In late December, each Japanese company throws an end-of-year shindig called a “bonenkai,” where employees can bid farewell to the year by getting plastered on the company dime. Very much in the same spirit as the office Christmas parties at home, with less photocopying of arses.
My company had a bonenkai last week and, never one to turn down a free drink, I obligingly attended. Typically, the party was an all-you-can-eat-and-drink deal and, being entirely broke after Christmas shopping, I took full advantage of the arrangement, digging into endless silver platters of pasta, pizza, roast beef and seafood, and glugging down glasses of red wine, beer and sake.
While the consumption of copious quantities of booze is necessary for the Japanese to let off steam in such uncomfortable social situations, there are still certain codes of conduct that must be observed- you can’t turn up in a toga fashioned from a bed-sheet, pour a pint of beer over the boss’s head and propose a panty raid on the local nursing college.
Before the festivities begin, you must wait until everybody’s glass has been filled, and say “kampai” (“cheers”) before you start to guzzle your drink down. Failing to do so gets the same frosty reaction you might get after merrily tucking into supper at an Amish household before grace.
When the dinner plates had been cleared, the boss stood up, and the table fell silent. He asked everyone to make a short speech reflecting on the year just passed and expressing hopes for the coming year. Far from being a great lover of public speaking, I sat, nervously drinking, trying to make sense of my co-workers’ slurred Japanese speeches, awaiting my turn with mounting dread. When the boss eventually gestured for me to speak, I mumbled a few platitudes. This was greeted by a painfully long, awkward silence, followed a little polite clapping.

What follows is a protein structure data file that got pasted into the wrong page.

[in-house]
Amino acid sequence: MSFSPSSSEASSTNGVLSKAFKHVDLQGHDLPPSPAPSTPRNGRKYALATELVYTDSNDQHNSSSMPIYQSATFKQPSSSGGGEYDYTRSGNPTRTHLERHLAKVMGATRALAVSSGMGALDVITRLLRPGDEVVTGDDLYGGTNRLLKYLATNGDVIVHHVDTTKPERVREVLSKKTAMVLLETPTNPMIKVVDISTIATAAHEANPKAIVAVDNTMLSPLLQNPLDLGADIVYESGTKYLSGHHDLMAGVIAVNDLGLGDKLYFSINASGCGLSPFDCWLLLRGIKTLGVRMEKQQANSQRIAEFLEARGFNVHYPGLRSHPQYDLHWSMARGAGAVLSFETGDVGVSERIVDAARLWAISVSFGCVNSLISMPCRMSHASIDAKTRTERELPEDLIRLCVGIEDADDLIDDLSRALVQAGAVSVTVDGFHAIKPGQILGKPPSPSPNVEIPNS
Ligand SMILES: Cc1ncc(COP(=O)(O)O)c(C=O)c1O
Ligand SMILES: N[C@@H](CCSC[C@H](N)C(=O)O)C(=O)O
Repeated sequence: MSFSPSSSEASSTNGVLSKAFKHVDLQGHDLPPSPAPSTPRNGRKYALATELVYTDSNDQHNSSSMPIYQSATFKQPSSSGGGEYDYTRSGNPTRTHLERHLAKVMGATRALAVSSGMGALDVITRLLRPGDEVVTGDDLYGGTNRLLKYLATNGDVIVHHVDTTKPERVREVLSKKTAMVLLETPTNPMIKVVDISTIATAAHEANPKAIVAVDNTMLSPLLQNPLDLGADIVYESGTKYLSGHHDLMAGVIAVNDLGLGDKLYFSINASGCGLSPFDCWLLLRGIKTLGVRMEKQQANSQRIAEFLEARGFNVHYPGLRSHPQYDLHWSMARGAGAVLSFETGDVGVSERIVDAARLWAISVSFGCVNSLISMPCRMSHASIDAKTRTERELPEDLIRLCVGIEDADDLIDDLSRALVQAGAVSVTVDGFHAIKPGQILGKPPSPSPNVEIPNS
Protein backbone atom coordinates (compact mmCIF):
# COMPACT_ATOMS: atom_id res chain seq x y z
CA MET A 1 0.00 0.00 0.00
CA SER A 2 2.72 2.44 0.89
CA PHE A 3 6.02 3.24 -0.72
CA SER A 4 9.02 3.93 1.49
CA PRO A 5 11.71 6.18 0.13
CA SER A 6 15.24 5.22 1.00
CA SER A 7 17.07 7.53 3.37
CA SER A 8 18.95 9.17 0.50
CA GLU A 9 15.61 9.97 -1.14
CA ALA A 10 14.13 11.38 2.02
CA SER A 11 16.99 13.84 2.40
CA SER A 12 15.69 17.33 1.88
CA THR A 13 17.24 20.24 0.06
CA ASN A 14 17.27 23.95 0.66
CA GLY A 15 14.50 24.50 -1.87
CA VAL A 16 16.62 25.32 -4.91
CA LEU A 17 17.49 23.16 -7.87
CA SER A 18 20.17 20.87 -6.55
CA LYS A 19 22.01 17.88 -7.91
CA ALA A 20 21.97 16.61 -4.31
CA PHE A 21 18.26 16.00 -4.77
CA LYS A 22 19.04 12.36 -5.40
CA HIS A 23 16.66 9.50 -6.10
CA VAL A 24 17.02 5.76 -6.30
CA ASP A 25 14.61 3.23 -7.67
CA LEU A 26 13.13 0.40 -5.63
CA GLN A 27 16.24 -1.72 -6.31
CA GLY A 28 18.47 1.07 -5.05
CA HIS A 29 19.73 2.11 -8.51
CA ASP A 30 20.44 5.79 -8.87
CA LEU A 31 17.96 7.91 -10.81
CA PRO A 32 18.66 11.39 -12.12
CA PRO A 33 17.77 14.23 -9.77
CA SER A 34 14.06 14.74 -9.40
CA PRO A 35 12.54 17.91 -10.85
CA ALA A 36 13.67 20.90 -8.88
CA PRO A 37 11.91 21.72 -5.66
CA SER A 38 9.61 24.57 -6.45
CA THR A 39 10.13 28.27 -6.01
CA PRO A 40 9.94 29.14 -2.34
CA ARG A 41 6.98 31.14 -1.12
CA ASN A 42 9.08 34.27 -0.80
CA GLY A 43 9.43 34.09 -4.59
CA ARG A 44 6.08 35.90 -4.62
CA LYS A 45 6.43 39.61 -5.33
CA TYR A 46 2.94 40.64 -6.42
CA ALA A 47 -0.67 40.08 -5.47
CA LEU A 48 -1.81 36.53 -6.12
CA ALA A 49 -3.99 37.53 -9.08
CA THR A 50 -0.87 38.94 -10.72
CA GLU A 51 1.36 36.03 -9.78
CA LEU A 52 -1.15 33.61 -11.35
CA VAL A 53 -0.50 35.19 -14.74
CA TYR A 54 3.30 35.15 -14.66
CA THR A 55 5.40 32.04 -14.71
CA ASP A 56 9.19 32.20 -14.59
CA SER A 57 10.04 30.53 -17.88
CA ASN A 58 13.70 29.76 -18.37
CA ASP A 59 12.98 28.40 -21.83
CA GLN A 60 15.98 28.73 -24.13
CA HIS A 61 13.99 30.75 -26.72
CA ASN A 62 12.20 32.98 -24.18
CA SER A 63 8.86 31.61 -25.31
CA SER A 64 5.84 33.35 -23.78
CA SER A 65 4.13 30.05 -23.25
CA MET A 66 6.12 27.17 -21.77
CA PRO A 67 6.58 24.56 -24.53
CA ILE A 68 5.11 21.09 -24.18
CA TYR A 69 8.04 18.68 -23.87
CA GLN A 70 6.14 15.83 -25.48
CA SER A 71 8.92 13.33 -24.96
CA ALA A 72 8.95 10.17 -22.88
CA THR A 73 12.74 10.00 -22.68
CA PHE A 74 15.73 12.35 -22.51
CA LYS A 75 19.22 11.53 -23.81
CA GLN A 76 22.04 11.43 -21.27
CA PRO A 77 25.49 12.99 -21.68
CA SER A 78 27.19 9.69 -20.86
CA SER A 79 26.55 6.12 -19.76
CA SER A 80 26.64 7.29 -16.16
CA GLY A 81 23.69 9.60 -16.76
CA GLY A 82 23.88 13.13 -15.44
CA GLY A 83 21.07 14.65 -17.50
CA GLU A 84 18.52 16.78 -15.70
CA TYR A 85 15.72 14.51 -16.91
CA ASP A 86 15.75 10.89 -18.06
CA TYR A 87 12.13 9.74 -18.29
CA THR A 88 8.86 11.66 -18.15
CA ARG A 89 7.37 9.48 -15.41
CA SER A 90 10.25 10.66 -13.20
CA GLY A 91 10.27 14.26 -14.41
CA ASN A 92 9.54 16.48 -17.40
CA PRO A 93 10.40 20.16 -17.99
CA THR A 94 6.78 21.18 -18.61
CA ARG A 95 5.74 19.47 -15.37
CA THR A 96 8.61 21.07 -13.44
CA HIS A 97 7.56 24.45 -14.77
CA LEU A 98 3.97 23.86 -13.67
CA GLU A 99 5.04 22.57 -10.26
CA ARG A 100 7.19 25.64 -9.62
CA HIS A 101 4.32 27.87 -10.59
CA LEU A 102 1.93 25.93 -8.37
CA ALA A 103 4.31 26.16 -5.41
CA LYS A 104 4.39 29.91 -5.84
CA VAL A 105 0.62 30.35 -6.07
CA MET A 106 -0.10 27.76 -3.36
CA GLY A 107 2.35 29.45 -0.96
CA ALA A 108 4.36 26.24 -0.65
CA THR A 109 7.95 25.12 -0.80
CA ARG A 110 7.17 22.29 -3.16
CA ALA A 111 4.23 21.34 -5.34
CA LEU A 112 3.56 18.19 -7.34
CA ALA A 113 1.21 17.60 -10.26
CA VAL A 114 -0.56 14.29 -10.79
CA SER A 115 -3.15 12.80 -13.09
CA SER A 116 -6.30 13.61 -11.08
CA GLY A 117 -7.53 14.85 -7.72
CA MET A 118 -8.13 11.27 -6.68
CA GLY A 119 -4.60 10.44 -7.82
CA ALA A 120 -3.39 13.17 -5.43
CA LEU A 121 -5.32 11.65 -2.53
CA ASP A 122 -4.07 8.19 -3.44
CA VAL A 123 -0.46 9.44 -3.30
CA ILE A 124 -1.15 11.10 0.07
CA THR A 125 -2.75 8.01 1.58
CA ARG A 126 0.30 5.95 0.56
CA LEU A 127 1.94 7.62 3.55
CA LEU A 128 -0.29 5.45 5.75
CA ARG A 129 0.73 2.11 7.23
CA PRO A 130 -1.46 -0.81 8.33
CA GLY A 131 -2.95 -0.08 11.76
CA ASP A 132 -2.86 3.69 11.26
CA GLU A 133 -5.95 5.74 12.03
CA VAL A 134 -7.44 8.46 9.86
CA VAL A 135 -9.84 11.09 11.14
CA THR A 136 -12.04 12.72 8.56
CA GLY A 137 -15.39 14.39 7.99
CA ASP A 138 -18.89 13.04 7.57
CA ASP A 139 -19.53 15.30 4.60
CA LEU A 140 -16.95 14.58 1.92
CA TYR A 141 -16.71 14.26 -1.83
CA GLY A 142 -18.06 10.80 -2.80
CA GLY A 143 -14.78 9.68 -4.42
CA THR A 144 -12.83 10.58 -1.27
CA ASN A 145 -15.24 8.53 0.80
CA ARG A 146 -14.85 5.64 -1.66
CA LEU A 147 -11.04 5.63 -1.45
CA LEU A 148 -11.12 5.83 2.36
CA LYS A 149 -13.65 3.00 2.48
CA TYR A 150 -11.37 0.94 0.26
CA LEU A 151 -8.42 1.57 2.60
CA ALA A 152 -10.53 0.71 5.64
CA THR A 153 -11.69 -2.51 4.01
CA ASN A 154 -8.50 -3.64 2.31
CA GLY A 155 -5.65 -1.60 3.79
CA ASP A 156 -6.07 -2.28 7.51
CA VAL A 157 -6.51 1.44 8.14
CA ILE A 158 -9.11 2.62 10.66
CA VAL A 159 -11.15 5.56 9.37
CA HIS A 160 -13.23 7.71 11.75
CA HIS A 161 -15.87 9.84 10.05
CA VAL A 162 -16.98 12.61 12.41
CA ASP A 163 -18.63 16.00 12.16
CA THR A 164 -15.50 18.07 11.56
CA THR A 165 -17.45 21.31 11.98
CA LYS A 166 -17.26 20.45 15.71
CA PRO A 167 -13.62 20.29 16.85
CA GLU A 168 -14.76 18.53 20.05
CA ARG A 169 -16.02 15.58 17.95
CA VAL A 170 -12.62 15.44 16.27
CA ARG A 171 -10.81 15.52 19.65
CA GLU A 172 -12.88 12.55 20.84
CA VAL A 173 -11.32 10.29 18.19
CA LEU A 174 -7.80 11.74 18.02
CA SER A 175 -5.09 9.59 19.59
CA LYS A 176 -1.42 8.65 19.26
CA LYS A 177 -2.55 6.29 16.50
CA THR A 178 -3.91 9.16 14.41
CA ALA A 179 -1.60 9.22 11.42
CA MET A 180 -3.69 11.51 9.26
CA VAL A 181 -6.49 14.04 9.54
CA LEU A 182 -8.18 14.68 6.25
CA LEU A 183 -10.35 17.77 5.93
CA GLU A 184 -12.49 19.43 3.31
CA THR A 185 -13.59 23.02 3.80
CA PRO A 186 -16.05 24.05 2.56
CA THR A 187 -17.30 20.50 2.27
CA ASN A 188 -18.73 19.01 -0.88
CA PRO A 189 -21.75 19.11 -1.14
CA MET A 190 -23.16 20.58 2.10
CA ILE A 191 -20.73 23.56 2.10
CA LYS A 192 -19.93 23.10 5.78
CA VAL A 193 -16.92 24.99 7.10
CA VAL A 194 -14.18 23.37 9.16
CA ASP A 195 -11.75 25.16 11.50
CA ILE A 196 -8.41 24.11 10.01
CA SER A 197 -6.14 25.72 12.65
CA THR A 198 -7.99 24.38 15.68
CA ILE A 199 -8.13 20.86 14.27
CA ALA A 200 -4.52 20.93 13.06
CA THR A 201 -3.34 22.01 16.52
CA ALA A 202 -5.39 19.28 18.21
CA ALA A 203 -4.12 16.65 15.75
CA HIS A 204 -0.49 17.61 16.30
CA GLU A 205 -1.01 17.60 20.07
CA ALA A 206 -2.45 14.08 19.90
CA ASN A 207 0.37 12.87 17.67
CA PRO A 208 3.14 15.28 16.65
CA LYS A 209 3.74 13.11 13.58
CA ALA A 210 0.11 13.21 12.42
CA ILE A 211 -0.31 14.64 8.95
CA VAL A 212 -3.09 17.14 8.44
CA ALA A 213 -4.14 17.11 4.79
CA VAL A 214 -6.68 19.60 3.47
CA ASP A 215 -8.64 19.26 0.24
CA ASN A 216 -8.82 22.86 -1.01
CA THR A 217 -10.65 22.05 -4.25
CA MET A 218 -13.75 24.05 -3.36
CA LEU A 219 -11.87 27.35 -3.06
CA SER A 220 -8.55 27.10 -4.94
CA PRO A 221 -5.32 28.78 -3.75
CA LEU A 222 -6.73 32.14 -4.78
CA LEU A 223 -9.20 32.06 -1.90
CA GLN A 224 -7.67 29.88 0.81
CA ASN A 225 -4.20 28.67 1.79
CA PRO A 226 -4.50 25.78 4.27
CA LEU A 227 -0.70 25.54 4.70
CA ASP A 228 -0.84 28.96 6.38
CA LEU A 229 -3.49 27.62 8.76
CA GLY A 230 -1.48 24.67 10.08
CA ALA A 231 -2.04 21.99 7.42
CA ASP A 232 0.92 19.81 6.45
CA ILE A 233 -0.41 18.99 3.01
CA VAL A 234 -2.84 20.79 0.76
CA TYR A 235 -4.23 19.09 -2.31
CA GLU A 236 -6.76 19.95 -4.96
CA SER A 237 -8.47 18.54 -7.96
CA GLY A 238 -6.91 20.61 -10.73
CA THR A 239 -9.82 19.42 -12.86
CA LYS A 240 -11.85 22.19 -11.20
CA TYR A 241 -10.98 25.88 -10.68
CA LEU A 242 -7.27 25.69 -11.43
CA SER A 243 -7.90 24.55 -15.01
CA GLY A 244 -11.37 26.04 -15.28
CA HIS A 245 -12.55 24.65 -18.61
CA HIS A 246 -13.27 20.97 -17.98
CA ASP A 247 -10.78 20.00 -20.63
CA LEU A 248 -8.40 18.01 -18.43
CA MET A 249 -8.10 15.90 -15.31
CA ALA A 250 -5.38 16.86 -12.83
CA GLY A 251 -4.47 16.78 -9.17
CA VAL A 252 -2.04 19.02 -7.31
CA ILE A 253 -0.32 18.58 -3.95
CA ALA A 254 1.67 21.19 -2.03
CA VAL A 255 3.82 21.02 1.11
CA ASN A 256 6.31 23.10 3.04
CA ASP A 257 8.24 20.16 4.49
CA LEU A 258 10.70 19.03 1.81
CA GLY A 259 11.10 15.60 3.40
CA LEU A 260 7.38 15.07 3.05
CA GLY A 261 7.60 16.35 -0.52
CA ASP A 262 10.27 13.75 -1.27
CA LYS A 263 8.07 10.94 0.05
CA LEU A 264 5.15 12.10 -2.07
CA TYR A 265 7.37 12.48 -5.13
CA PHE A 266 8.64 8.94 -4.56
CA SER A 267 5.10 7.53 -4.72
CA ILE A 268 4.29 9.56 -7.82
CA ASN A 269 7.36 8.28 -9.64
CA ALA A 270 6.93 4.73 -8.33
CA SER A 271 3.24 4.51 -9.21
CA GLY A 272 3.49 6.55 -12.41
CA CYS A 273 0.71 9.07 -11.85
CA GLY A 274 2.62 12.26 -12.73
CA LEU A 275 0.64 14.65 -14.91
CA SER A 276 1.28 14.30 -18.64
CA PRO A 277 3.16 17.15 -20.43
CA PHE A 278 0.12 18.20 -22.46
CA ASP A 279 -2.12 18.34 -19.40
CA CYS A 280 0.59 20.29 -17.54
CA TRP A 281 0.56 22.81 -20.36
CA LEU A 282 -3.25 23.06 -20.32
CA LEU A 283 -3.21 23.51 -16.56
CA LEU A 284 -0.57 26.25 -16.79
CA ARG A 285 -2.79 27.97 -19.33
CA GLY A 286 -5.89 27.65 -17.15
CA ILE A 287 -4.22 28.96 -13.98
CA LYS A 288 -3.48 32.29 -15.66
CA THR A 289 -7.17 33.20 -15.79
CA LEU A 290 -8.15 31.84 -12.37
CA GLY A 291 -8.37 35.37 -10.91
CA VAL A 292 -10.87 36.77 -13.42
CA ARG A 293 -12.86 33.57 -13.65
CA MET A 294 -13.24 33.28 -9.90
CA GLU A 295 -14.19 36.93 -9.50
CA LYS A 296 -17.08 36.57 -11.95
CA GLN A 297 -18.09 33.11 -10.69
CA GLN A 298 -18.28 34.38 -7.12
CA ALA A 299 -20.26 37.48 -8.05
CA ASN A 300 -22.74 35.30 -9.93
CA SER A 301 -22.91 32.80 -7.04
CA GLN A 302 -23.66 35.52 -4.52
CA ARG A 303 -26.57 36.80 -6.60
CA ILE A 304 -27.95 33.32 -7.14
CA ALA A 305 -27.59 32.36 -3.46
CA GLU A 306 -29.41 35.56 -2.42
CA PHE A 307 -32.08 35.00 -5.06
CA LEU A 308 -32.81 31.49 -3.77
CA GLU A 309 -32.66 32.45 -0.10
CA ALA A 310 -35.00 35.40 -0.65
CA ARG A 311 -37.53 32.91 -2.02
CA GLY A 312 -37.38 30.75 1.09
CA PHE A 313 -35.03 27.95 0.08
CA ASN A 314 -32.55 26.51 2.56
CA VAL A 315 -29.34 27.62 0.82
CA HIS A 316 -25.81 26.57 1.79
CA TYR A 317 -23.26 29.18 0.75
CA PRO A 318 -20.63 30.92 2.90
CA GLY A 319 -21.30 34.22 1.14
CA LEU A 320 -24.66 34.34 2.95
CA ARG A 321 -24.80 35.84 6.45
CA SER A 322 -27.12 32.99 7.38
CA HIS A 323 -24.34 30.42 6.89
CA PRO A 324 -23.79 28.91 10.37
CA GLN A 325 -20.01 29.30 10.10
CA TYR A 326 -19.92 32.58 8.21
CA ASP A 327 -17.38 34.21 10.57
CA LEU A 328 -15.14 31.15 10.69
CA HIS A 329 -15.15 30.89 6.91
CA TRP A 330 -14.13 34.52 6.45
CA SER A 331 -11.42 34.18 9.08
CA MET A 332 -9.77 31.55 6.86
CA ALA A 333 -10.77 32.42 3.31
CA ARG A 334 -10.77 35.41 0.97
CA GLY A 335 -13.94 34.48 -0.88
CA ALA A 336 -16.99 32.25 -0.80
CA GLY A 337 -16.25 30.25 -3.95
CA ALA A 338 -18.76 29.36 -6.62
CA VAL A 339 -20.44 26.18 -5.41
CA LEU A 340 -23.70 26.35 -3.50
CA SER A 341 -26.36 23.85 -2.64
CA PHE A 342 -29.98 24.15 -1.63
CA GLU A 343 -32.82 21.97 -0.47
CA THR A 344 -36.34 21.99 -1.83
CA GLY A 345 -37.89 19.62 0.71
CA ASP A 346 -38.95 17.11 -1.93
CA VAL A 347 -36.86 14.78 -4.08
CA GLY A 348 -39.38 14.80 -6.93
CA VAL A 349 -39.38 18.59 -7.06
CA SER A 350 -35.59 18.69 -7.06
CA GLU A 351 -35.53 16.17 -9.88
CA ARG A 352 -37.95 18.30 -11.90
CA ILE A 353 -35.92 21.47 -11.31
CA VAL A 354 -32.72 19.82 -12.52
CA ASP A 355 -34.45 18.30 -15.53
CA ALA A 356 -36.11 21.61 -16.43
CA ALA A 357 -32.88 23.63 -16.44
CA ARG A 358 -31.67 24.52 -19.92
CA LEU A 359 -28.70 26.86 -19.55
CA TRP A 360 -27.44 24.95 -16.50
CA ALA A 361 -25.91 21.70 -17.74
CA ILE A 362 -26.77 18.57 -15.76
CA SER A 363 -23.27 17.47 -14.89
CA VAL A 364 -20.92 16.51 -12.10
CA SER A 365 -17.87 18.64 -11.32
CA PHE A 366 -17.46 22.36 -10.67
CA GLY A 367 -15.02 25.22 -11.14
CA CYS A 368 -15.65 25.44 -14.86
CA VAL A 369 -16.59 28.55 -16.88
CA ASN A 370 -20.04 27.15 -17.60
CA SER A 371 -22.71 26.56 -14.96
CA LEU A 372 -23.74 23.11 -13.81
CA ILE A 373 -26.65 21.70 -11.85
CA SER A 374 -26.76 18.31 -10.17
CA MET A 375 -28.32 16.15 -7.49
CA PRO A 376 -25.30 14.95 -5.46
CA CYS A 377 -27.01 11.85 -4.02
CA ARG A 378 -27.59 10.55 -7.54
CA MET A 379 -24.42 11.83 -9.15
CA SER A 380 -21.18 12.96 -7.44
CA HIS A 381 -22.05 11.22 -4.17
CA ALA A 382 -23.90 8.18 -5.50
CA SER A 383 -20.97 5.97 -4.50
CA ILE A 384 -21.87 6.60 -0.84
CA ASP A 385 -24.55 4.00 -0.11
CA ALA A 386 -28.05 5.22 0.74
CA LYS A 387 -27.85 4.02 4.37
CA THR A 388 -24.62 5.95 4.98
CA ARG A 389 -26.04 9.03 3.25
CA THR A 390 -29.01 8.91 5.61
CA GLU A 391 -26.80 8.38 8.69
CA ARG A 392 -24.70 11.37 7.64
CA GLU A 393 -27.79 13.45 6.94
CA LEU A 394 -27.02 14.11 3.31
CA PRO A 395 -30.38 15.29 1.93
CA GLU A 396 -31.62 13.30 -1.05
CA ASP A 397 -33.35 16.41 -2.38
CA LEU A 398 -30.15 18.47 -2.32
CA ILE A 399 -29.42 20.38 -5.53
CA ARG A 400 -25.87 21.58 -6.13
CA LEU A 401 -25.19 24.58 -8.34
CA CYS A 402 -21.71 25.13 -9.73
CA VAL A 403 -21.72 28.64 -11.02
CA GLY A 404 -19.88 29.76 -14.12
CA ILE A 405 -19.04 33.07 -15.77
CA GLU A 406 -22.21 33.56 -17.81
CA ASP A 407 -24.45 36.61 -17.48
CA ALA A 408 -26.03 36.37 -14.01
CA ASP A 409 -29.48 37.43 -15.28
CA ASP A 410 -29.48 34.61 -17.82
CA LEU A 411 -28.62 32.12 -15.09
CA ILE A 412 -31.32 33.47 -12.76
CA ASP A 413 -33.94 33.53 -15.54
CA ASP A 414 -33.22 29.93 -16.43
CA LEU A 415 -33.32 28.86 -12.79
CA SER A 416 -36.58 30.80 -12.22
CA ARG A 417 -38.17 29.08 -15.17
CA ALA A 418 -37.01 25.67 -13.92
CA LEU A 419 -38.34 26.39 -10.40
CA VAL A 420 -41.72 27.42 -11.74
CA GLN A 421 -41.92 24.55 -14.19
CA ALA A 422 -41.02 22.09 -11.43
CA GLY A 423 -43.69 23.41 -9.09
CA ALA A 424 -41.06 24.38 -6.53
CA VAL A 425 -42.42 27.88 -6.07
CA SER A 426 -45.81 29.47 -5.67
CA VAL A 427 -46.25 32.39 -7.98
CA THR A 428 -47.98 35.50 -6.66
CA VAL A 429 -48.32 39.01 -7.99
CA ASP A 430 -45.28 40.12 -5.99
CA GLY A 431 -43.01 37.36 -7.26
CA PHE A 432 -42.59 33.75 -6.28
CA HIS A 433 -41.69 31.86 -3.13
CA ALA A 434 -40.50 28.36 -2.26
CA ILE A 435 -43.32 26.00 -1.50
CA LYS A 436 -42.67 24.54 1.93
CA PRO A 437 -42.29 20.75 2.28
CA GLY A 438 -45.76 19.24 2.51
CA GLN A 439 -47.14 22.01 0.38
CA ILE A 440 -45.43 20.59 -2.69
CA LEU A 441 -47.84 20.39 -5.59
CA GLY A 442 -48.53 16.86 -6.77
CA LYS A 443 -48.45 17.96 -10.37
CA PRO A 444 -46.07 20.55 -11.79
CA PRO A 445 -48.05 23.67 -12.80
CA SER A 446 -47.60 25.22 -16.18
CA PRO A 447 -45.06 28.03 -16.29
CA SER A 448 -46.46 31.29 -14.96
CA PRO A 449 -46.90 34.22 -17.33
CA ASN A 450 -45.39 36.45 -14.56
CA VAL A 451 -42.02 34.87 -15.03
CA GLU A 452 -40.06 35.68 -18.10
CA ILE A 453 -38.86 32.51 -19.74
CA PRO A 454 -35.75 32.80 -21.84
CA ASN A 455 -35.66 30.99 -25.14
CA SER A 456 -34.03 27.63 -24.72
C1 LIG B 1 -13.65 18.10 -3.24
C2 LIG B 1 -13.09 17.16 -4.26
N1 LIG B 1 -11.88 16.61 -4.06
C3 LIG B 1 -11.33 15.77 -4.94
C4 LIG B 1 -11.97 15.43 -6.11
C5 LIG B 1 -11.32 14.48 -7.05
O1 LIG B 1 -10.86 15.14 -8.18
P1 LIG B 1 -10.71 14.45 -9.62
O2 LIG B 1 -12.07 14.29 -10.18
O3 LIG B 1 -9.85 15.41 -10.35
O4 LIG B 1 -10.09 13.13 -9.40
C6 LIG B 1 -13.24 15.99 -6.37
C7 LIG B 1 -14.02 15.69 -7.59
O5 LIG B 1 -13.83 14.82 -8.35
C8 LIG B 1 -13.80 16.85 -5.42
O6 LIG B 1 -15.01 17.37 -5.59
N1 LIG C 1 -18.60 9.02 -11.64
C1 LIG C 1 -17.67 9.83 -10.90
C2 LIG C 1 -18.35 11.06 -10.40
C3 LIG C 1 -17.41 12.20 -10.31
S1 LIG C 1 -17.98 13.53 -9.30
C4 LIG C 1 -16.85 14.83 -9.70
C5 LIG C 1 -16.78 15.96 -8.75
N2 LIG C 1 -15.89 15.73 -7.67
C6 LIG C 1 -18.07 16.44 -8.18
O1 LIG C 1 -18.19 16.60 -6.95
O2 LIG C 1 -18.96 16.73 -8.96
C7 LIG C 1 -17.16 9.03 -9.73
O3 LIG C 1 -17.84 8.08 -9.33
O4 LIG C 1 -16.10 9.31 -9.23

As the night grew longer, I glanced at my watch and realized I’d have to leave soon to catch the last train home, or be stranded in the city and forced to sleep in a karaoke box or an internet cafe, like some kind of high-tech tramp. Japanese etiquette dictates that you can’t just grab your coat and sneak out the back door. You have to wait for the end of the party to be formally announced by the boss, who does so by leading the partygoers in a loud clap and exclaiming “ippon jime!”
My coworkers were taken-aback by my amusement at this protocol. “So how do you end parties in England?” they asked.
“Parties at home always finish when the barman shouts, ‘all right everyone, piss off, it’s closing time.'”
Thanks to my high alcohol threshold and the sobering effect of public speaking, I managed to get through the party without making a drunken spectacle of myself, unlike most of my co-workers who were red-faced and cackling, singing, stumbling over, and pestering waitresses with lewd comments. Of course, all this would be forgotten the next morning. In Japan, if you drink excessively at a work function, your colleagues will give you an enthusiastic slap on the back, rather than recommend a trip to an alcoholics anonymous meeting.
In a couple of weeks we’ll be having a “New Year party,” I’m told.